“ideal” index, which is the geometric mean of the Paasche and the Laspeyres. But the Fisher index cannot be produced any faster than its least timely component, so its production lag is as great as that of the Paasche index. As we show below, there are other indexes that may be more timely than the Fisher ideal, but that still do a better job of approximating a COLI than does the Laspeyres.
For constructing COLI price indexes, as for other economic statistics, there is a tradeoff between timeliness and accuracy. For some purposes, a longer wait is an acceptable price to pay for greater accuracy and closer conformity to a theoretically desirable concept. Moreover, technical and statistical innovations in data collection—such as scanner data—will likely reduce the lag in the future, at least for some components of the CPI. (Bar codes for rent, cars, haircuts, and medical care are still some way off!) As always, much depends on the purpose to which the CPI is to be put. Policy makers and many others value rapid availability, so the BLS puts a good deal of weight on timely production of the index. An index for compensating social security beneficiaries, or for adjusting income tax brackets, can presumably wait longer, though probably not 3 years.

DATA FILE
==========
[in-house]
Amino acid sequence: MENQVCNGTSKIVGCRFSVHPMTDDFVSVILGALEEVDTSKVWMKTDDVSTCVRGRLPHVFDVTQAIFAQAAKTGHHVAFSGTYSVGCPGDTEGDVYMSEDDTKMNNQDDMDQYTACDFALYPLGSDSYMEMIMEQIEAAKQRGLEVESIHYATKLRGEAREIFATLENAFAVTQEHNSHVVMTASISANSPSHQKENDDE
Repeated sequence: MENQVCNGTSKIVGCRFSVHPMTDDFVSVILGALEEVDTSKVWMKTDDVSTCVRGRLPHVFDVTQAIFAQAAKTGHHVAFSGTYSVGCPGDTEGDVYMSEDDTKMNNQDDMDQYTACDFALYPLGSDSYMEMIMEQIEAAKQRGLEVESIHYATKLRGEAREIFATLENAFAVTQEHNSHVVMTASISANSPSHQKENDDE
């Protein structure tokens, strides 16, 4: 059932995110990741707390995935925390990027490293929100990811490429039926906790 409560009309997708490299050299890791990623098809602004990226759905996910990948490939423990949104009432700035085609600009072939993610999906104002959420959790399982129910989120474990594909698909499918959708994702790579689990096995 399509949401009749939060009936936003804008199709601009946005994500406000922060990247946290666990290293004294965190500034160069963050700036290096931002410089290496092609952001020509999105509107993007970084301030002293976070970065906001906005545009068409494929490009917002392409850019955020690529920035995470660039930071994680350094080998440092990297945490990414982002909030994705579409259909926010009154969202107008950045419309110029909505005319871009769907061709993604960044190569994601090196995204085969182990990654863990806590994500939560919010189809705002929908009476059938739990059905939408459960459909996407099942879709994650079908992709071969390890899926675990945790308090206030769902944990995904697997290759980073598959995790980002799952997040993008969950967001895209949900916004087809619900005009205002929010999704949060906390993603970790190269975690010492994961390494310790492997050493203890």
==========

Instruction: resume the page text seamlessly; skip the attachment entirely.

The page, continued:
There is a large literature in economics on the theory of price indexes. We present no more than is needed for use in this report. Much of the relevant literature makes free use of mathematics. While it is possible to give a useful verbal discussion of the main issues, clarity requires some use of formulas. We provide a verbal discussion in the main text and support the argument with a technical note that contains the most important equations. We begin with the basket price index because the ideas are more straightforward and because Laspeyres and Paasche indexes provide useful starting points for thinking about cost-of-living indexes.
A price index is needed because there are many goods and services in the economy, each with its own price, and each with its own rate of change in price. If all prices in the economy changed at the same rate, there would be no need to construct an index because the ratio of prices in the two periods would be the same for all goods, and any one would summarize all others. Price indexes are needed because prices do not move at the same rate. Because relative prices change over time, a way must be found to combine (or aggregate) all the changes into a reasonable measure of overall price change. This aggregation needs to take into account how much is spent on each good, so that price changes for goods on which more is spent get greater weight. One simple way to do so is to calculate a basket price index.
Beginning with a list of actual purchases in the base period, the total cost of this basket in the reference period can be calculated, as can its total cost in the